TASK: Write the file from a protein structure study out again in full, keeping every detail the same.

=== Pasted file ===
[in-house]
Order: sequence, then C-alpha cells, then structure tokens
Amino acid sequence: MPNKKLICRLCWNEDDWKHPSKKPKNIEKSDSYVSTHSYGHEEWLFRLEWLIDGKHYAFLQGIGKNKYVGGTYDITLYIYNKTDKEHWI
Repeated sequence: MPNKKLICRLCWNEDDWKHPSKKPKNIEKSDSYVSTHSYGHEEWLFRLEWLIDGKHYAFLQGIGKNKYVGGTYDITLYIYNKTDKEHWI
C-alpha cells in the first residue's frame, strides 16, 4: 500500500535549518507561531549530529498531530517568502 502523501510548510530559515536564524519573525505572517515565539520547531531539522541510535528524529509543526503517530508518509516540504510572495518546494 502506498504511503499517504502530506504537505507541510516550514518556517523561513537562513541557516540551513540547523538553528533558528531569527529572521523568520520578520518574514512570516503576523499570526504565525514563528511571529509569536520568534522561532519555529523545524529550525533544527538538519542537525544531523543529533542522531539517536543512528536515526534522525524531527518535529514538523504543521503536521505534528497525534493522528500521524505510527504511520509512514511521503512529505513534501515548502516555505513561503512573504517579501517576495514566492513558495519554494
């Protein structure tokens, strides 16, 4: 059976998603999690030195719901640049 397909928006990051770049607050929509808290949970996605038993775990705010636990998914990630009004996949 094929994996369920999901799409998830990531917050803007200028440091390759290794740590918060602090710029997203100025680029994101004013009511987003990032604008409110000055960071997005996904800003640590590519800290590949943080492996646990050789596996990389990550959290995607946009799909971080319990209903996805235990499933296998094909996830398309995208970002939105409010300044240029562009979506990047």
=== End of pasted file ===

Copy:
[in-house]
Order: sequence, then C-alpha cells, then structure tokens
Amino acid sequence: MPNKKLICRLCWNEDDWKHPSKKPKNIEKSDSYVSTHSYGHEEWLFRLEWLIDGKHYAFLQGIGKNKYVGGTYDITLYIYNKTDKEHWI
Repeated sequence: MPNKKLICRLCWNEDDWKHPSKKPKNIEKSDSYVSTHSYGHEEWLFRLEWLIDGKHYAFLQGIGKNKYVGGTYDITLYIYNKTDKEHWI
C-alpha cells in the first residue's frame, strides 16, 4: 500500500535549518507561531549530529498531530517568502 502523501510548510530559515536564524519573525505572517515565539520547531531539522541510535528524529509543526503517530508518509516540504510572495518546494 502506498504511503499517504502530506504537505507541510516550514518556517523561513537562513541557516540551513540547523538553528533558528531569527529572521523568520520578520518574514512570516503576523499570526504565525514563528511571529509569536520568534522561532519555529523545524529550525533544527538538519542537525544531523543529533542522531539517536543512528536515526534522525524531527518535529514538523504543521503536521505534528497525534493522528500521524505510527504511520509512514511521503512529505513534501515548502516555505513561503512573504517579501517576495514566492513558495519554494
């Protein structure tokens, strides 16, 4: 059976998603999690030195719901640049 397909928006990051770049607050929509808290949970996605038993775990705010636990998914990630009004996949 094929994996369920999901799409998830990531917050803007200028440091390759290794740590918060602090710029997203100025680029994101004013009511987003990032604008409110000055960071997005996904800003640590590519800290590949943080492996646990050789596996990389990550959290995607946009799909971080319990209903996805235990499933296998094909996830398309995208970002939105409010300044240029562009979506990047």